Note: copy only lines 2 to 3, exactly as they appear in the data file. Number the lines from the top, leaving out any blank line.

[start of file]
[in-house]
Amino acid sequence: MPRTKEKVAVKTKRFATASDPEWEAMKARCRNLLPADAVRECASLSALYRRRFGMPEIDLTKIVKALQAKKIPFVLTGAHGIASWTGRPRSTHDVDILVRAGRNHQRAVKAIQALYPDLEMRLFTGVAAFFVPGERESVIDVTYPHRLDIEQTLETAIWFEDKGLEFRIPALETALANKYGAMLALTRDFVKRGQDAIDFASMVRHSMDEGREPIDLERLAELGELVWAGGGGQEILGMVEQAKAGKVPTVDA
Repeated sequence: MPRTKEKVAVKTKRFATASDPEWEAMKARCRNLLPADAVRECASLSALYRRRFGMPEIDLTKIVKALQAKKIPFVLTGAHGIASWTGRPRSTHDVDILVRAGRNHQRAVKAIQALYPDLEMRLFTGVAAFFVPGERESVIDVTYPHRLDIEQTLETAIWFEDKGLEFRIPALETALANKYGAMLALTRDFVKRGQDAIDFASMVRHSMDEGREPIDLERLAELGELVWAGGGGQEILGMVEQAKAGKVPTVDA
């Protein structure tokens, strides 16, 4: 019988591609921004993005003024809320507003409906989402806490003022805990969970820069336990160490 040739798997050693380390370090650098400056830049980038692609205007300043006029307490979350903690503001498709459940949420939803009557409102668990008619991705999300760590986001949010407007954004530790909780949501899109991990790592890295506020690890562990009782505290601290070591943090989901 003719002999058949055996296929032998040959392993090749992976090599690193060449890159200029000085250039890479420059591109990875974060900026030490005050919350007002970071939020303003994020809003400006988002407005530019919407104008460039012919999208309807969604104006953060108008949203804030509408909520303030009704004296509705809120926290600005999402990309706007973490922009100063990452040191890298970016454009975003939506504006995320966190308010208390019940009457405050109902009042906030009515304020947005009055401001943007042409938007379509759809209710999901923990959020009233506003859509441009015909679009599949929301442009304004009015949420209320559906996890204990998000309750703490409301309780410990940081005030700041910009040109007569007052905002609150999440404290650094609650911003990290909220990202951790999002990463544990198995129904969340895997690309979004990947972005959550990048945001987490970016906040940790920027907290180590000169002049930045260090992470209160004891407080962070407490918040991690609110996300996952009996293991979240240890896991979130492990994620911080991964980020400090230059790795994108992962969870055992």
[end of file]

Amino acid sequence: MPRTKEKVAVKTKRFATASDPEWEAMKARCRNLLPADAVRECASLSALYRRRFGMPEIDLTKIVKALQAKKIPFVLTGAHGIASWTGRPRSTHDVDILVRAGRNHQRAVKAIQALYPDLEMRLFTGVAAFFVPGERESVIDVTYPHRLDIEQTLETAIWFEDKGLEFRIPALETALANKYGAMLALTRDFVKRGQDAIDFASMVRHSMDEGREPIDLERLAELGELVWAGGGGQEILGMVEQAKAGKVPTVDA
Repeated sequence: MPRTKEKVAVKTKRFATASDPEWEAMKARCRNLLPADAVRECASLSALYRRRFGMPEIDLTKIVKALQAKKIPFVLTGAHGIASWTGRPRSTHDVDILVRAGRNHQRAVKAIQALYPDLEMRLFTGVAAFFVPGERESVIDVTYPHRLDIEQTLETAIWFEDKGLEFRIPALETALANKYGAMLALTRDFVKRGQDAIDFASMVRHSMDEGREPIDLERLAELGELVWAGGGGQEILGMVEQAKAGKVPTVDA